Kroger on Friday said shoppers filled up large baskets of groceries in the fiscal second quarter. They bought bigger items, such as 24-packs of toilet paper. And they replenished fridges frequently, as they cooked more meals at home.
The company’s same-store sales, a key industry metric, were down 0.6% in the three-month period nearly matching the heightened level of grocery sales during the year-ago period. It raised its outlook for the rest of the year.
CEO Rodney McMullen said on an earnings call that “food-at-home trends remain sticky.” He said sales grew year over year in the produce, floral, deli and bakery departments, even as it went up against challenging comparisons.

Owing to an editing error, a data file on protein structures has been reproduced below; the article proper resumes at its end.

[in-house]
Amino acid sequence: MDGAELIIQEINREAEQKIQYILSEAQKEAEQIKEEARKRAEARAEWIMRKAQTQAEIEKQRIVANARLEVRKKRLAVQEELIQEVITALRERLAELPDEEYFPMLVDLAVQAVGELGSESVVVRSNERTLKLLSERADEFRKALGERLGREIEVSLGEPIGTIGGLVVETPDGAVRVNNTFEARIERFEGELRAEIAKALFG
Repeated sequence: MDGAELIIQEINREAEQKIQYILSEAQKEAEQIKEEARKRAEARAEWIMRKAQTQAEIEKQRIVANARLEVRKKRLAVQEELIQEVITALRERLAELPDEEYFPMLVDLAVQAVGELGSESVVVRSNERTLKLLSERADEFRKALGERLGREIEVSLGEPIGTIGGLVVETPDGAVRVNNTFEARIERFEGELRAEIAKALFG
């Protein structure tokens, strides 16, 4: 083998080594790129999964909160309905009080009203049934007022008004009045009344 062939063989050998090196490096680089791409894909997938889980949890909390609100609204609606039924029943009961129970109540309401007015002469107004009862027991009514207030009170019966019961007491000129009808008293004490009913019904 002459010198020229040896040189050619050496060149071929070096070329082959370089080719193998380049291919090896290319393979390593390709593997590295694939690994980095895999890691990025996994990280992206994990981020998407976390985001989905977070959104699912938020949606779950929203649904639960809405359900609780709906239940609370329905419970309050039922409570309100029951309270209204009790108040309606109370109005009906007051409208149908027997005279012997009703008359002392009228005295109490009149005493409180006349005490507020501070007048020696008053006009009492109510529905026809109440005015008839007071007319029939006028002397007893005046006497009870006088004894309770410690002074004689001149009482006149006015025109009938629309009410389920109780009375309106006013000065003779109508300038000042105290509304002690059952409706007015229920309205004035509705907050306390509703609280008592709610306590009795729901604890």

But the company is under pressure from higher supply chain costs, rising levels of theft and increasing food prices, according to Kroger Chief Financial Officer Gary Millerchip. He said the grocer must pay more for transportation and warehouse space. He said that will continue in the second half of the year.
Plus, the grocer is facing inflation. Like other retailers, Kroger has had to debate when to increase prices for customers and when to eat the cost. Millerchip said the grocer has discounted products selectively to attract shoppers.